German Factory Orders Rose in March in Sign of RecoveryStefan Riecher
German factory orders unexpectedly jumped for a second month in March, suggesting Europe’s largest economy is starting to grow again.
Orders, adjusted for seasonal swings and inflation, increased 2.2 percent from February, when they also advanced 2.2 percent, the Economy Ministry in Berlin said today. Economists forecast a 0.5 percent drop, according to the median of 39 estimates in a Bloomberg News survey. In the year, workday-adjusted orders fell 0.4 percent.
While the coldest March in 25 years may have delayed the economy’s recovery from a slump at the end of 2012, Bundesbank President Jens Weidmann said on April 13 he doesn’t share the pessimism over the outlook. Unemployment held close to a two-decade low last month, even as business and investor confidence declined.
“Today’s data are an extremely positive surprise,” said Heinrich Bayer, an economist at Deutsche Postbank AG in Bonn. “They give reason to hope not only that German industry will emerge from its trough, but also that the euro area could be on the brink of an economic recovery, even if only a moderate one.”
The euro rose more than a quarter of a cent on the report to $1.3113, up 0.3 percent on the day. European stocks climbed as banks from Societe Generale SA to Commerzbank AG reported results that topped analyst estimates. The Stoxx Europe 600 Index rose 0.3 percent to 301.80
Orders for German exports rose 2.7 percent in March, with those from the euro area surging 4.2 percent, today’s report showed. Domestic sales gained 1.8 percent. While consumer goods orders fell 0.7 percent, those for intermediate goods increased 3.6 percent and orders of investment goods climbed 2 percent.
“This is favorable for the industrial economy,” the ministry said. “German industry seems to be gradually overcoming its weak phase.”
Bulk orders were “significantly above average” in March, helping to drive a 0.4 percent gain in the first quarter, it added.
The Federal Statistics Office in Wiesbaden is due to report its first estimate for first-quarter gross domestic product on May 15. The economy shrank 0.6 percent in the final quarter of last year.
The European Commission last week cut its projections for the euro area, Germany’s biggest export market. It predicts the 17-nation economy will shrink 0.4 percent this year after a 0.6 percent contraction in 2012.
“The risks surrounding the economic outlook for the euro area continue to be on the downside,” European Central Bank President Mario Draghi said last week after the ECB lowered its benchmark interest rate to a record low of 0.5 percent.
Siemens AG, Europe’s largest engineering company, reduced its full-year forecast on May 2 after quarterly earnings missed analyst estimates.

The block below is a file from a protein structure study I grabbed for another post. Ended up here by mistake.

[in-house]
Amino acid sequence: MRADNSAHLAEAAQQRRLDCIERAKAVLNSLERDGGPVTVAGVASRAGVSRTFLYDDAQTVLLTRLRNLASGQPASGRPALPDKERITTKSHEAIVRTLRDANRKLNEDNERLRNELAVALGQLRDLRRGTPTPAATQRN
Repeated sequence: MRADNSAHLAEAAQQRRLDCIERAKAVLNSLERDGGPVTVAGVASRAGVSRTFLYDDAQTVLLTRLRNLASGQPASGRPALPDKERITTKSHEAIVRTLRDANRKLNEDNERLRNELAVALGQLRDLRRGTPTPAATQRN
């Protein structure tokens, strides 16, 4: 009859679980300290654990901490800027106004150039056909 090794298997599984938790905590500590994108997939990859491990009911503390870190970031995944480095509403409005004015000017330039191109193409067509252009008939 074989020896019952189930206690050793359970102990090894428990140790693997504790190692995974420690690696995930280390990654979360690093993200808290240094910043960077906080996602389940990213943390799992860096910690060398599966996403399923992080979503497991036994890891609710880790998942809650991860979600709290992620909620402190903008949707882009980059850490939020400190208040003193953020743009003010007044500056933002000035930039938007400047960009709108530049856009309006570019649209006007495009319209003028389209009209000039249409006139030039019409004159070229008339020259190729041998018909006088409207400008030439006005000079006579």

Elsewhere in Europe, French industrial output fell 0.9 percent in March, national statistics office Insee said, as President Francois Hollande struggles to keep Europe’s second-largest economy from falling into recession for the third time in four years.
Swiss unemployment held at the highest level in two years in April, indicating that the economy remains vulnerable to the strong franc. At 3.1 percent, it’s still about a quarter of the 12.1 percent jobless rate in the euro area.
In Asia, the Reserve Bank of Australia cut its benchmark interest rate to a record low of 2.75 percent, driving down a currency that has damaged manufacturing and boosted unemployment. In the U.S., job openings data for March will be released later today.
Some German companies are compensating for weaker demand at home with exports to faster growing markets.
Beiersdorf AG, the maker of Nivea skin cream, reported first-quarter profit on May 2 that exceeded estimates as higher emerging-market sales countered a drop in western Europe. Industrial gases maker Linde AG also posted a better-than-forecast first-quarter profit yesterday.
“Despite less than favorable conditions, especially in the mature markets, we have continued to achieve profitable growth,” Chief Executive Officer Wolfgang Reitzle said.
German new car registrations, an indicator for private consumption, rose for a third month in April, and market research company GfK predicts that consumer confidence will climb to the highest in more than 5 1/2 years this month.
“Germany is finding its way back to growth very slowly,” said Ralph Solveen, an economist at Commerzbank AG in Frankfurt. “The economy probably stagnated in the first quarter or grew just a little bit.”
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